Proposed Marijuana ETFs Rooted Differently

February 26, 2019

Amplify Enlists Expert Portfolio Manager

Amplify's proposed ETF would also be actively managed. However, rather than relying on in-house expertise, Amplify lists Tim Seymour, CNBC host and marijuana investing expert, as the fund's portfolio manager.

Seymour will base portfolio decisions on public regulatory filings, third-party research and other public data, as well as his own evaluations of the companies' financial fundamentals, taking into consideration everything from macroeconomic trends to environmental, social and governance scores.

Of the three filings, Amplify's proposal delineates the clearest rules about what kinds of global companies the funds can and cannot invest in, breaking eligible constituents into three categories:

  • Cannabis/Hemp Plant (including pharmaceutical and biotechnology firms, cultivation and retail, and firms involved in hemp and cannabis-infused products)
  • Support firms (including agricultural technology, real estate and commercial services)
  • Ancillary companies (including consumption devices, investing and finance, technology, media and other companies)

Amplify's approach also implements several liquidity screens, including a minimum market cap of $75 million for U.S. stocks and $100 million for foreign stocks, and a three-month average daily trading volume of at least 1 million shares.

Some Similarities To MJ

Like MJ, the Amplify proposal wouldn't be pure-play, precisely; rather it would take a holistic, cross-disciplinary approach toward the cannabis industry.

However, it would forgo exposure to tobacco companies, at least at first.

Amplify's prospectus also takes great pains to point out that the companies it invests in will be legal—in fact, using the same language in spots as MJ's prospectus, language which so far has passed muster with the Securities and Exchange Commission.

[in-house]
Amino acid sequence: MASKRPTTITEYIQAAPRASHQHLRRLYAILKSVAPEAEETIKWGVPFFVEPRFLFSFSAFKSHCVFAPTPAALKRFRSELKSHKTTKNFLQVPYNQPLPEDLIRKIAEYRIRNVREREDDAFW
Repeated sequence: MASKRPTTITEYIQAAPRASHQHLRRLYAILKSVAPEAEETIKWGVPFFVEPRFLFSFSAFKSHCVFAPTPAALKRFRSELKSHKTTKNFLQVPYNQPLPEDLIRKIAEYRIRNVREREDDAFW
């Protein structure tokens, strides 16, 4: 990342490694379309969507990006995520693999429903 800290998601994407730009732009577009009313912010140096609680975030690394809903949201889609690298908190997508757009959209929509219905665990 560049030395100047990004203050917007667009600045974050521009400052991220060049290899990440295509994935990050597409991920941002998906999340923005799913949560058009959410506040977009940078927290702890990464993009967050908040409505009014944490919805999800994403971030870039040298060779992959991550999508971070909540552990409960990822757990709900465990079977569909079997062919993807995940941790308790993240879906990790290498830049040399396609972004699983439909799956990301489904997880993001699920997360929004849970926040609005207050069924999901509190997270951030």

Index-Based Approach

Of the three filings, only the Innovation Shares proposal would be index-based, but that doesn't necessarily mean it would be a vanilla product.

Details about the index are slim, and Innovation Shares declined to comment for the article, citing the "quiet period" before launch. However, the prospectus lists the Innovation Labs Cannabis Index as its benchmark.

No information about the index has yet been published, but it is likely that the index will resemble the other Innovation Labs benchmarks that underpin the $10 million Innovation Shares NextGen Protocol ETF (KOIN) and the $1 million Innovation Shares NextGen Vehicles & Technology ETF (EKAR).

Those indexes use an AI-driven selection process to evaluate potential constituents, implementing a proprietary natural language processing algorithm that scours public documents and online databases for information to sort and rank companies.

More Limited In Scope

The Innovation Shares proposal would have a smaller global footprint than the other proposed and existing funds, limiting itself to only U.S. and Canadian companies that "have a business interest" in the legal cannabis, hemp or cannabidiol pharmaceutical and consumer wellness and product markets. (The vast majority of legal cannabis companies are domiciled in Canada.)

Like the Amplify proposal, the Innovation Shares fund would implement size and liquidity screens, including a minimum market cap of $100 million and at least 200,000 shares traded during the month of the index reconstitution.

Though the index is market-cap-weighted, individual securities are capped at a 7% weighting, with the excess proportionally redistributed among the remaining constituents.

The index would be reconstituted monthly, on the third Friday of each month.

Contact Lara Crigger at [email protected]

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